Can a Commercial Entity Discriminate against People because of their Sexual Orientation on the Grounds of Its Religious Beliefs?

Cobaw Community Health Services Limited v Christian Youth Camps Limited & Anor [2010] VCAT 1613 (8 October 2010)

VCAT has recently ruled that a Christian adventure resort has discriminated against a gay youth suicide prevention group by denying them access to its camping facilities because of their sexual orientation.


The WayOut project (‘WayOut’) is a youth suicide prevention initiative operated by Cobaw Community Health Service (‘Cobaw’) that targets homosexual young people in rural Victoria.  WayOut wished to have a two-day forum at the Phillip Island Adventure Resort (‘PIAR’).  PIAR is operated by Christian Youth Camps Limited (‘CYC’).  CYC was established by the trustees of the Christian Brethren Trust for purposes connected with the Christian Brethren religion.

In June 2007, WayOut project co-ordinator, Ms Hackney, made a telephone call to PIAR resort manager, Mr Rowe, to arrange a booking.  Ms Hackney considered that he had refused her booking on the basis of the sexual orientation of the proposed attendees.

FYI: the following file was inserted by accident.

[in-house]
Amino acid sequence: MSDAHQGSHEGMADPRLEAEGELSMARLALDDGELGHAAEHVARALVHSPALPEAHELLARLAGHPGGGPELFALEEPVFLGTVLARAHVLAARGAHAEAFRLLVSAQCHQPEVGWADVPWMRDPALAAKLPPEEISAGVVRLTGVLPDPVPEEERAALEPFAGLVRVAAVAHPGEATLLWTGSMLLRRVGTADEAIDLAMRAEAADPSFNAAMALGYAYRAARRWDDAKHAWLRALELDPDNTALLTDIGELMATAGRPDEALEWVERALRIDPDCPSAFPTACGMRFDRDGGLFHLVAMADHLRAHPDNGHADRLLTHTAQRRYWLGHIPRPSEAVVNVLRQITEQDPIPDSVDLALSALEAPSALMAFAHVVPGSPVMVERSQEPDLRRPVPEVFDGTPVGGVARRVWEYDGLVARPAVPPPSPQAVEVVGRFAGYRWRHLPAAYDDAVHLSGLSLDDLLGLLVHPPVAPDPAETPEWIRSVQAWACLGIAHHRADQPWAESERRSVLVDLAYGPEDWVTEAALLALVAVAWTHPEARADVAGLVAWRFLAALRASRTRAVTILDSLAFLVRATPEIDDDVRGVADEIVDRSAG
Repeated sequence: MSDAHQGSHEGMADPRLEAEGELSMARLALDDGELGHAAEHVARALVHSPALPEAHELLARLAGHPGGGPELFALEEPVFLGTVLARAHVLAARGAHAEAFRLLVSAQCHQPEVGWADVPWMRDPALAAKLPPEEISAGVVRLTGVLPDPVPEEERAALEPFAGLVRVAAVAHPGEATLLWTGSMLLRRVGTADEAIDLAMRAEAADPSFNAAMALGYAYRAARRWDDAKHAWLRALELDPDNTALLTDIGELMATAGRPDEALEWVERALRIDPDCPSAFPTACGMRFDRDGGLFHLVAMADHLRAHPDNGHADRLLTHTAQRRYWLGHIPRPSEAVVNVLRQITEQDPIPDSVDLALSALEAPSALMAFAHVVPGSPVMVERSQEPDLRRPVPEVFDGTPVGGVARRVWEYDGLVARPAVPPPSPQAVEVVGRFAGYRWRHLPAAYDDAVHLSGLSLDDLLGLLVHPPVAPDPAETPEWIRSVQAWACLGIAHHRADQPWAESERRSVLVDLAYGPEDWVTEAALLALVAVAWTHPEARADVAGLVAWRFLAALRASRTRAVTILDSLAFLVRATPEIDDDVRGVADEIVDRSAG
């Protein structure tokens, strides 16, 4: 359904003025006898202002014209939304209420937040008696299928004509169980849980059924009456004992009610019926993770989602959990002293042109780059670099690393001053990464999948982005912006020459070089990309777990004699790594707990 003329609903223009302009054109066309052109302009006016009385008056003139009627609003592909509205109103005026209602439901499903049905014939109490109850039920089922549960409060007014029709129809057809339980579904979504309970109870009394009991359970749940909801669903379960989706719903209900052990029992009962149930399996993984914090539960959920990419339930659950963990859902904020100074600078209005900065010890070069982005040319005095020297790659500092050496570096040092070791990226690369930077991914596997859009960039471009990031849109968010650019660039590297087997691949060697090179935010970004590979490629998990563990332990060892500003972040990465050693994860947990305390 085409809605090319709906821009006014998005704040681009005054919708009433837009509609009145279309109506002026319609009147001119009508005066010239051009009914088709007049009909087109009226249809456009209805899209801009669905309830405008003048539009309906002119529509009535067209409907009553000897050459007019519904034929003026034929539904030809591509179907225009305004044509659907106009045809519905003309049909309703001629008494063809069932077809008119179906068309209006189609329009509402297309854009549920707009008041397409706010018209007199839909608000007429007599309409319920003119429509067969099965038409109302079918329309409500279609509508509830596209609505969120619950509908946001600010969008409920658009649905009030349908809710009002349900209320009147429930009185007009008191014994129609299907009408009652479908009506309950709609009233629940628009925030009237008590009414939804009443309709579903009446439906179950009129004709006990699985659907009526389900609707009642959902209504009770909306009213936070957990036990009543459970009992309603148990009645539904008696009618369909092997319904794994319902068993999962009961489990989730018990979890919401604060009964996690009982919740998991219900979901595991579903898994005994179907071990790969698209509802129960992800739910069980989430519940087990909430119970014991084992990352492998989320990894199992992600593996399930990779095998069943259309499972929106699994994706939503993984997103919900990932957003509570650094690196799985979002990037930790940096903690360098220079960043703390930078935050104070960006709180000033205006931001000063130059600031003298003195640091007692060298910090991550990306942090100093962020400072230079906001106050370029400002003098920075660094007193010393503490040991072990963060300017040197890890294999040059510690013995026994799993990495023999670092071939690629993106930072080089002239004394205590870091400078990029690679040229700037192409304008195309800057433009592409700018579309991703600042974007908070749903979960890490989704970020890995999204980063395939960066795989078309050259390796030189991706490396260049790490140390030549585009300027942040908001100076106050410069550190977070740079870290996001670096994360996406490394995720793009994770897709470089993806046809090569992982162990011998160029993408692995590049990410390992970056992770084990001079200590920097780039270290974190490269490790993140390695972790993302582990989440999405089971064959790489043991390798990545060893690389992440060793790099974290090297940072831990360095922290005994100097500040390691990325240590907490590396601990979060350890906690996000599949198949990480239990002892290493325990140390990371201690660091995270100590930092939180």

Cobaw claimed that CYC and Mr Rowe contravened the Equal Opportunity Act 1995 (Vic) by discriminating against them in the provision of services and accommodation on the basis of their sexual orientation.  CYC and Mr Rowe denied that discrimination did occur and if it did, they relied on certain religious exemptions in the Act.

There were two key issues:

  • The first key issue was whether discrimination had actually occurred.
  • The second key issue was whether CYC could rely on the religious exemptions in the Act.


Was there discrimination on the basis of the sexual orientation?

There was a conflict in the evidence regarding what was said in the telephone conversation between Ms Hackney and Mr Rowe.  Mr Rowe argued that he did not refuse to accept the booking.  Even if he did, Mr Rowe claimed it was not on the basis of sexual orientation, but was because WayOut would ‘promote the homosexual lifestyle’.

Justice Hampel preferred the evidence of Ms Hackney, finding that she would never use the phrase ‘homosexual lifestyle’.  Ms Hackney was adamant that homosexuality was part of a person’s identity and not a lifestyle choice.

Her Honour also concluded that CYC had refused to accept WayOut’s booking for accommodation on the basis of sexual orientation.  Her Honour rejected the distinction drawn by Mr Rowe between sexual orientation and promoting homosexuality.

The religious exemptions and the Victorian Charter